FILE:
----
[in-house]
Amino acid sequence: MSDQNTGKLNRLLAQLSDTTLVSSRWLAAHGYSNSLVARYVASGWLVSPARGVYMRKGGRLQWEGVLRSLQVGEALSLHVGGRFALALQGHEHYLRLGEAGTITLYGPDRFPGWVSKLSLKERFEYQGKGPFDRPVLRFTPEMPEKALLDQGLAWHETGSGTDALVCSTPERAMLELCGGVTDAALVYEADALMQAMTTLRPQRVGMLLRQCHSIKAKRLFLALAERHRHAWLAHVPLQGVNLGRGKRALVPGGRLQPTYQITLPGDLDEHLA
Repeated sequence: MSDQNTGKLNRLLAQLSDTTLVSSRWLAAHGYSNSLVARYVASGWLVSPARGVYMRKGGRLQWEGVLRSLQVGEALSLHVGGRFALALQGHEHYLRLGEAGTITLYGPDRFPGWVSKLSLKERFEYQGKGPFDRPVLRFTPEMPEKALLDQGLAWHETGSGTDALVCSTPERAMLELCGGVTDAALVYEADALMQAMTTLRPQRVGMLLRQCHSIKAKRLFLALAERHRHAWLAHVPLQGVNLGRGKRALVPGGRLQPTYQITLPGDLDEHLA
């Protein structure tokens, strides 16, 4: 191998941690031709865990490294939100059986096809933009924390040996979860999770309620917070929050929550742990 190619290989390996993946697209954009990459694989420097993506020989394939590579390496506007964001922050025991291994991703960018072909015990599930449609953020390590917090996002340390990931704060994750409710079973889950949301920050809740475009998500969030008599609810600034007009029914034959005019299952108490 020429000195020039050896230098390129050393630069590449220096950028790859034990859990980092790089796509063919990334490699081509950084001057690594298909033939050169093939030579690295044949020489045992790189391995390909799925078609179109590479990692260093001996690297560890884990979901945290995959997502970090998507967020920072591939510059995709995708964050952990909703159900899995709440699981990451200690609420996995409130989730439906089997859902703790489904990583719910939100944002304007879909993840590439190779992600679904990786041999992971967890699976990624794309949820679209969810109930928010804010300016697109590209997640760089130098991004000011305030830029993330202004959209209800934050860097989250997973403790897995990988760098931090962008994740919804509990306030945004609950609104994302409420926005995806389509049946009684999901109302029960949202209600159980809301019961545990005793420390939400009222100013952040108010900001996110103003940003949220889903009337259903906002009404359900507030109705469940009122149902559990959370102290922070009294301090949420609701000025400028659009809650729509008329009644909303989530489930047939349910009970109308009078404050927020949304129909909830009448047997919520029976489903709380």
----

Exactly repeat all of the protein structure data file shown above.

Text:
[in-house]
Amino acid sequence: MSDQNTGKLNRLLAQLSDTTLVSSRWLAAHGYSNSLVARYVASGWLVSPARGVYMRKGGRLQWEGVLRSLQVGEALSLHVGGRFALALQGHEHYLRLGEAGTITLYGPDRFPGWVSKLSLKERFEYQGKGPFDRPVLRFTPEMPEKALLDQGLAWHETGSGTDALVCSTPERAMLELCGGVTDAALVYEADALMQAMTTLRPQRVGMLLRQCHSIKAKRLFLALAERHRHAWLAHVPLQGVNLGRGKRALVPGGRLQPTYQITLPGDLDEHLA
Repeated sequence: MSDQNTGKLNRLLAQLSDTTLVSSRWLAAHGYSNSLVARYVASGWLVSPARGVYMRKGGRLQWEGVLRSLQVGEALSLHVGGRFALALQGHEHYLRLGEAGTITLYGPDRFPGWVSKLSLKERFEYQGKGPFDRPVLRFTPEMPEKALLDQGLAWHETGSGTDALVCSTPERAMLELCGGVTDAALVYEADALMQAMTTLRPQRVGMLLRQCHSIKAKRLFLALAERHRHAWLAHVPLQGVNLGRGKRALVPGGRLQPTYQITLPGDLDEHLA
């Protein structure tokens, strides 16, 4: 191998941690031709865990490294939100059986096809933009924390040996979860999770309620917070929050929550742990 190619290989390996993946697209954009990459694989420097993506020989394939590579390496506007964001922050025991291994991703960018072909015990599930449609953020390590917090996002340390990931704060994750409710079973889950949301920050809740475009998500969030008599609810600034007009029914034959005019299952108490 020429000195020039050896230098390129050393630069590449220096950028790859034990859990980092790089796509063919990334490699081509950084001057690594298909033939050169093939030579690295044949020489045992790189391995390909799925078609179109590479990692260093001996690297560890884990979901945290995959997502970090998507967020920072591939510059995709995708964050952990909703159900899995709440699981990451200690609420996995409130989730439906089997859902703790489904990583719910939100944002304007879909993840590439190779992600679904990786041999992971967890699976990624794309949820679209969810109930928010804010300016697109590209997640760089130098991004000011305030830029993330202004959209209800934050860097989250997973403790897995990988760098931090962008994740919804509990306030945004609950609104994302409420926005995806389509049946009684999901109302029960949202209600159980809301019961545990005793420390939400009222100013952040108010900001996110103003940003949220889903009337259903906002009404359900507030109705469940009122149902559990959370102290922070009294301090949420609701000025400028659009809650729509008329009644909303989530489930047939349910009970109308009078404050927020949304129909909830009448047997919520029976489903709380």